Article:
Without Scale Economies: 10th Percentile | Without Scale Economies: 50th Percentile | Without Scale Economies: 90th Percentile | Without Scale Economies: Mean | With Scale Economies: 10th Percentile | With Scale Economies: 50th Percentile | With Scale Economies: 90th Percentile | With Scale Economies: Mean |
---|---|---|---|---|---|---|---|---|

All | 9.1 | 31.5 | 96.1 | 51.2 | 9.8 | 39.6 | 129.2 | 72.6 |

Single | 7.8 | 26.0 | 98.1 | 50.3 | 7.8 | 26.0 | 98.1 | 50.3 |

Married | 12.2 | 35.9 | 95.2 | 52.1 | 17.6 | 52.4 | 149.1 | 94.4 |

Low | 4.7 | 17.0 | 76.2 | 37.4 | 5.1 | 19.4 | 96.3 | 53.2 |

Middle | 12.0 | 28.4 | 81.2 | 43.0 | 13.2 | 35.3 | 111.3 | 58.5 |

High | 20.4 | 47.2 | 120.1 | 72.9 | 25.7 | 60.4 | 163.4 | 105.7 |

Lifetime Earnings |
Without Scale Economies: 10th Percentile | Without Scale Economies: 50th Percentile | Without Scale Economies: 90th Percentile | Without Scale Economies: Mean | With Scale Economies: 10th Percentile | With Scale Economies: 50th Percentile | With Scale Economies: 90th Percentile | With Scale Economies: Mean |
---|---|---|---|---|---|---|---|---|

All | 7.8 | 30.3 | 84.7 | 42.7 | 5.2 | 37.1 | 102.8 | 51.6 |

Low | 3.4 | 15.6 | 66.2 | 29.3 | 4.0 | 17.3 | 77.1 | 33.7 |

Middle | 10.8 | 25.9 | 65.8 | 35.9 | 11.7 | 32.0 | 76.4 | 43.1 |

High | 19.9 | 44.0 | 101.5 | 58.1 | 24.4 | 54.6 | 128.9 | 72.0 |

Lifetime Earnings |
Without Scale Economies: 10th Percentile | Without Scale Economies: 50th Percentile | Without Scale Economies: 90th Percentile | Without Scale Economies: Mean | With Scale Economies: 10th Percentile | With Scale Economies: 50th Percentile | With Scale Economies: 90th Percentile | With Scale Economies: Mean |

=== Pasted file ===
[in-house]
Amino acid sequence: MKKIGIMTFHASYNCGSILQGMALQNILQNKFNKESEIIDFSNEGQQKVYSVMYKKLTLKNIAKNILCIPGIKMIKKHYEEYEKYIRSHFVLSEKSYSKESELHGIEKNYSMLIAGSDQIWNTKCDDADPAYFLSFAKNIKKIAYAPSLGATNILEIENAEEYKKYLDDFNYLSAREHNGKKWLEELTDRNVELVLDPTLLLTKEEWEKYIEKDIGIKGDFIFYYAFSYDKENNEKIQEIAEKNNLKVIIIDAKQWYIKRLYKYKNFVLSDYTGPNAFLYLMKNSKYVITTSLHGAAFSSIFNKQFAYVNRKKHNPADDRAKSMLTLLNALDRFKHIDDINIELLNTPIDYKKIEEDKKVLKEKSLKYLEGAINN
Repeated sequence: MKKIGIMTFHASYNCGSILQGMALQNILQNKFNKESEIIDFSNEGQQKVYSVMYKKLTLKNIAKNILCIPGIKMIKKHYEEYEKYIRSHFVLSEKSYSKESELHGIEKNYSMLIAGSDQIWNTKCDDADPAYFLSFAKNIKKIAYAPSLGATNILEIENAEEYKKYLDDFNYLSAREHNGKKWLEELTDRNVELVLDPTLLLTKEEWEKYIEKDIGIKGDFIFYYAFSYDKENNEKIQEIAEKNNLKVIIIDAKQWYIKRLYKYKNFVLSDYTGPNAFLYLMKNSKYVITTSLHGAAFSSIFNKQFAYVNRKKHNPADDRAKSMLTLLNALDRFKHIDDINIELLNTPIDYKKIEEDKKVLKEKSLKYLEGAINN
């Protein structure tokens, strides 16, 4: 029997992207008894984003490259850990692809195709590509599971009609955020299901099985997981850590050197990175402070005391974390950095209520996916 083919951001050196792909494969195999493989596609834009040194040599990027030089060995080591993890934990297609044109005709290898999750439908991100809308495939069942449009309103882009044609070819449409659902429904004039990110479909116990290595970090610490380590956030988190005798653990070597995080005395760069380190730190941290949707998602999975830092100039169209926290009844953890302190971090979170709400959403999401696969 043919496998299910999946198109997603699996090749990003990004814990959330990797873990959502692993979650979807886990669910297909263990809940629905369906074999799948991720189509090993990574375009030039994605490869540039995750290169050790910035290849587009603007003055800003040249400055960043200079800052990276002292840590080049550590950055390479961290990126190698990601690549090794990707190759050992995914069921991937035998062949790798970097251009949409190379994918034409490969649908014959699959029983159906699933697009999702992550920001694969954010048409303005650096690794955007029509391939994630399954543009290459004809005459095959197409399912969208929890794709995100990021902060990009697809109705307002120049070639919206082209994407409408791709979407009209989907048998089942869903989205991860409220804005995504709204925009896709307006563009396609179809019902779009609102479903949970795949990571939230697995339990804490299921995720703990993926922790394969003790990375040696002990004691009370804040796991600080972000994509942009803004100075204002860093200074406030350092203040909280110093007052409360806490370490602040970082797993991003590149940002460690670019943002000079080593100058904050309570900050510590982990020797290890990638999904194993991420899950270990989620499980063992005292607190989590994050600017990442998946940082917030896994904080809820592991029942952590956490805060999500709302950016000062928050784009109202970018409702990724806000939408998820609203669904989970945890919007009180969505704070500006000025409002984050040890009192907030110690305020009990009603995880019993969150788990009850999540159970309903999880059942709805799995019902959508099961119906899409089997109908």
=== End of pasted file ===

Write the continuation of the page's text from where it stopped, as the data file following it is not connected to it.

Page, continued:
---|---|---|---|---|---|---|---|---|

All | 9.6 | 30.9 | 94.7 | 52.5 | 10.7 | 40.0 | 124.9 | 67.1 |

Low | 5.5 | 16.3 | 74.0 | 39.6 | 5.9 | 18.9 | 93.7 | 48.0 |

Middle | 12.5 | 26.9 | 75.5 | 39.2 | 13.5 | 33.2 | 98.1 | 49.8 |

High | 21.1 | 48.3 | 124.9 | 79.3 | 27.5 | 63.0 | 167.3 | 104.1 |

Lifetime Earnings |
Without Scale Economies: 10th Percentile | Without Scale Economies: 50th Percentile | Without Scale Economies: 90th Percentile | With Scale Economies: Mean | With Scale Economies: 10th Percentile | With Scale Economies: 50th Percentile | With Scale Economies: 90th Percentile | With Scale Economies: Mean |
---|---|---|---|---|---|---|---|---|

All | 10.1 | 34.6 | 132.9 | 65.4 | 11.0 | 45.7 | 194.6 | 120.2 |

Low | 7.0 | 21.5 | 115.0 | 50.9 | 7.4 | 27.1 | 149.5 | 99.8 |

Middle | 13.1 | 33.4 | 112.4 | 54.4 | 13.8 | 44.1 | 162.5 | 83.9 |

High | 22.5 | 62.2 | 191.1 | 114.3 | 26.7 | 88.0 | 352.6 | 237.8 |

- Note: Comprehensive wealth per expected person-year, in thousands of 2004 dollars. Scale economies reflect an assumption that married couples can enjoy an equivalent amount of per-capita consumption as singles by spending 1.66 times the singles' expenditure (vs. a baseline of 2 times). Lifetime earnings grouped by position in distribution of Social Security benefits. See text for details. Sample size = 12,861 households.

Age: Lifetime Earnings | 10th Percentile | 50th Percentile | 90th Percentile | Mean |
---|---|---|---|---|

All (51+): All | 0.92 | 3.56 | 11.11 | 5.75 |

All (51+): Single | 0.73 | 2.47 | 9.39 | 4.84 |

All (51+): Married | 1.55 | 4.56 | 12.11 | 6.64 |